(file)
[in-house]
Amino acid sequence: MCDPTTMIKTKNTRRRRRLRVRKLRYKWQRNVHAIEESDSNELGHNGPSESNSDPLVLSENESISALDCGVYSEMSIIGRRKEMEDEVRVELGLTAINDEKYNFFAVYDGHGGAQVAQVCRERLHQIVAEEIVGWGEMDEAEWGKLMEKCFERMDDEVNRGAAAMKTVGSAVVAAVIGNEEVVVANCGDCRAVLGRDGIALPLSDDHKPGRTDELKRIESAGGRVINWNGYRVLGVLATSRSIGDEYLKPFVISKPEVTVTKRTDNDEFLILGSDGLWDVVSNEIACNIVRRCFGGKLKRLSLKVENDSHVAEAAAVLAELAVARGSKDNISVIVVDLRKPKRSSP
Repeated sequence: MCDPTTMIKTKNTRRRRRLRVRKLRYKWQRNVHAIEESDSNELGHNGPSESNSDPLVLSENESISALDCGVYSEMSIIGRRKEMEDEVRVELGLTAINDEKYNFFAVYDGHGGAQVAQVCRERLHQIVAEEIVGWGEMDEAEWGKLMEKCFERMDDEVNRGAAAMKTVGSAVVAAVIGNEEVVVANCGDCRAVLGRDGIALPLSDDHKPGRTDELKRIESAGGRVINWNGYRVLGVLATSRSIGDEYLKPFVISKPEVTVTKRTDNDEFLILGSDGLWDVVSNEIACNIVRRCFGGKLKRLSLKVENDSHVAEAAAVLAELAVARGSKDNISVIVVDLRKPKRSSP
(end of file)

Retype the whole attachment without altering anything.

[in-house]
Amino acid sequence: MCDPTTMIKTKNTRRRRRLRVRKLRYKWQRNVHAIEESDSNELGHNGPSESNSDPLVLSENESISALDCGVYSEMSIIGRRKEMEDEVRVELGLTAINDEKYNFFAVYDGHGGAQVAQVCRERLHQIVAEEIVGWGEMDEAEWGKLMEKCFERMDDEVNRGAAAMKTVGSAVVAAVIGNEEVVVANCGDCRAVLGRDGIALPLSDDHKPGRTDELKRIESAGGRVINWNGYRVLGVLATSRSIGDEYLKPFVISKPEVTVTKRTDNDEFLILGSDGLWDVVSNEIACNIVRRCFGGKLKRLSLKVENDSHVAEAAAVLAELAVARGSKDNISVIVVDLRKPKRSSP
Repeated sequence: MCDPTTMIKTKNTRRRRRLRVRKLRYKWQRNVHAIEESDSNELGHNGPSESNSDPLVLSENESISALDCGVYSEMSIIGRRKEMEDEVRVELGLTAINDEKYNFFAVYDGHGGAQVAQVCRERLHQIVAEEIVGWGEMDEAEWGKLMEKCFERMDDEVNRGAAAMKTVGSAVVAAVIGNEEVVVANCGDCRAVLGRDGIALPLSDDHKPGRTDELKRIESAGGRVINWNGYRVLGVLATSRSIGDEYLKPFVISKPEVTVTKRTDNDEFLILGSDGLWDVVSNEIACNIVRRCFGGKLKRLSLKVENDSHVAEAAAVLAELAVARGSKDNISVIVVDLRKPKRSSP